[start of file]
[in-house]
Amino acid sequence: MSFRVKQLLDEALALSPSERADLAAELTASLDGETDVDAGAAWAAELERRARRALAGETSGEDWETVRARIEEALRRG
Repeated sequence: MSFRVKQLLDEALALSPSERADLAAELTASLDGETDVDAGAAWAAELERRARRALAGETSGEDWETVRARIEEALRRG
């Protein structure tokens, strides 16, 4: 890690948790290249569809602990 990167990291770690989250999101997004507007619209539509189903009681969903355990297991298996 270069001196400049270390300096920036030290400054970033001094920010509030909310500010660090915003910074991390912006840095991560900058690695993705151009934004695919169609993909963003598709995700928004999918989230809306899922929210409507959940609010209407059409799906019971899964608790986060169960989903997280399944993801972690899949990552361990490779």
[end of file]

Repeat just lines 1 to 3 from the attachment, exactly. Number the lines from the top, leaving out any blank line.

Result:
[in-house]
Amino acid sequence: MSFRVKQLLDEALALSPSERADLAAELTASLDGETDVDAGAAWAAELERRARRALAGETSGEDWETVRARIEEALRRG
Repeated sequence: MSFRVKQLLDEALALSPSERADLAAELTASLDGETDVDAGAAWAAELERRARRALAGETSGEDWETVRARIEEALRRG